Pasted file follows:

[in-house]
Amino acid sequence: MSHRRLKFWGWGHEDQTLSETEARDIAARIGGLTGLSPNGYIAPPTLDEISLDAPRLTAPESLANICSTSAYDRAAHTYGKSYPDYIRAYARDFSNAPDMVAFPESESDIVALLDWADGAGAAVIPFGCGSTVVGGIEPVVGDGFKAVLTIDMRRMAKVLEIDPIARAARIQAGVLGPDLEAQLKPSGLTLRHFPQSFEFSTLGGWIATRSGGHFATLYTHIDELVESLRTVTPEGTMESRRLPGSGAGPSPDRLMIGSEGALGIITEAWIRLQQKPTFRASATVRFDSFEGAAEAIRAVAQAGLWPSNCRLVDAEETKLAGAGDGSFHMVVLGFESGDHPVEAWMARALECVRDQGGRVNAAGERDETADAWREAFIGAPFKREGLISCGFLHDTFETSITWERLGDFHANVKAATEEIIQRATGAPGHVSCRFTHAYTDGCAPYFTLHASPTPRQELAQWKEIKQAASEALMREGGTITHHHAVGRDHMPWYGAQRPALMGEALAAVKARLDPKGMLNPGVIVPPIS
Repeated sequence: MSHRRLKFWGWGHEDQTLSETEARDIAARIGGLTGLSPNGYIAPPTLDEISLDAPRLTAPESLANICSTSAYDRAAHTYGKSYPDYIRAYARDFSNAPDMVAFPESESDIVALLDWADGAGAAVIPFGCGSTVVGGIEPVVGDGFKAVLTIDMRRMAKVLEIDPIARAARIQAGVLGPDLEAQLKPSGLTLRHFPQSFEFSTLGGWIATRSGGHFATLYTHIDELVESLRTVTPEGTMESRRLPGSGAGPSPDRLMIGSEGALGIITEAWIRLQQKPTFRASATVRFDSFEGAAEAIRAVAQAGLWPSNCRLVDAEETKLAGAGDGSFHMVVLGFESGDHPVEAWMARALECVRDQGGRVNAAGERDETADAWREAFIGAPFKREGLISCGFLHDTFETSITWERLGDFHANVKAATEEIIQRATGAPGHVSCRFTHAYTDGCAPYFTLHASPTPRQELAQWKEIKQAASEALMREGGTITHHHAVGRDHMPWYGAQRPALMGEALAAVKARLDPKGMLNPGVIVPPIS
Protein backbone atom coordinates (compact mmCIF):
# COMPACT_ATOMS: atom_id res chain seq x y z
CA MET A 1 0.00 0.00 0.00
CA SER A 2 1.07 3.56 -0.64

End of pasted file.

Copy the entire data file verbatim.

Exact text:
[in-house]
Amino acid sequence: MSHRRLKFWGWGHEDQTLSETEARDIAARIGGLTGLSPNGYIAPPTLDEISLDAPRLTAPESLANICSTSAYDRAAHTYGKSYPDYIRAYARDFSNAPDMVAFPESESDIVALLDWADGAGAAVIPFGCGSTVVGGIEPVVGDGFKAVLTIDMRRMAKVLEIDPIARAARIQAGVLGPDLEAQLKPSGLTLRHFPQSFEFSTLGGWIATRSGGHFATLYTHIDELVESLRTVTPEGTMESRRLPGSGAGPSPDRLMIGSEGALGIITEAWIRLQQKPTFRASATVRFDSFEGAAEAIRAVAQAGLWPSNCRLVDAEETKLAGAGDGSFHMVVLGFESGDHPVEAWMARALECVRDQGGRVNAAGERDETADAWREAFIGAPFKREGLISCGFLHDTFETSITWERLGDFHANVKAATEEIIQRATGAPGHVSCRFTHAYTDGCAPYFTLHASPTPRQELAQWKEIKQAASEALMREGGTITHHHAVGRDHMPWYGAQRPALMGEALAAVKARLDPKGMLNPGVIVPPIS
Repeated sequence: MSHRRLKFWGWGHEDQTLSETEARDIAARIGGLTGLSPNGYIAPPTLDEISLDAPRLTAPESLANICSTSAYDRAAHTYGKSYPDYIRAYARDFSNAPDMVAFPESESDIVALLDWADGAGAAVIPFGCGSTVVGGIEPVVGDGFKAVLTIDMRRMAKVLEIDPIARAARIQAGVLGPDLEAQLKPSGLTLRHFPQSFEFSTLGGWIATRSGGHFATLYTHIDELVESLRTVTPEGTMESRRLPGSGAGPSPDRLMIGSEGALGIITEAWIRLQQKPTFRASATVRFDSFEGAAEAIRAVAQAGLWPSNCRLVDAEETKLAGAGDGSFHMVVLGFESGDHPVEAWMARALECVRDQGGRVNAAGERDETADAWREAFIGAPFKREGLISCGFLHDTFETSITWERLGDFHANVKAATEEIIQRATGAPGHVSCRFTHAYTDGCAPYFTLHASPTPRQELAQWKEIKQAASEALMREGGTITHHHAVGRDHMPWYGAQRPALMGEALAAVKARLDPKGMLNPGVIVPPIS
Protein backbone atom coordinates (compact mmCIF):
# COMPACT_ATOMS: atom_id res chain seq x y z
CA MET A 1 0.00 0.00 0.00
CA SER A 2 1.07 3.56 -0.64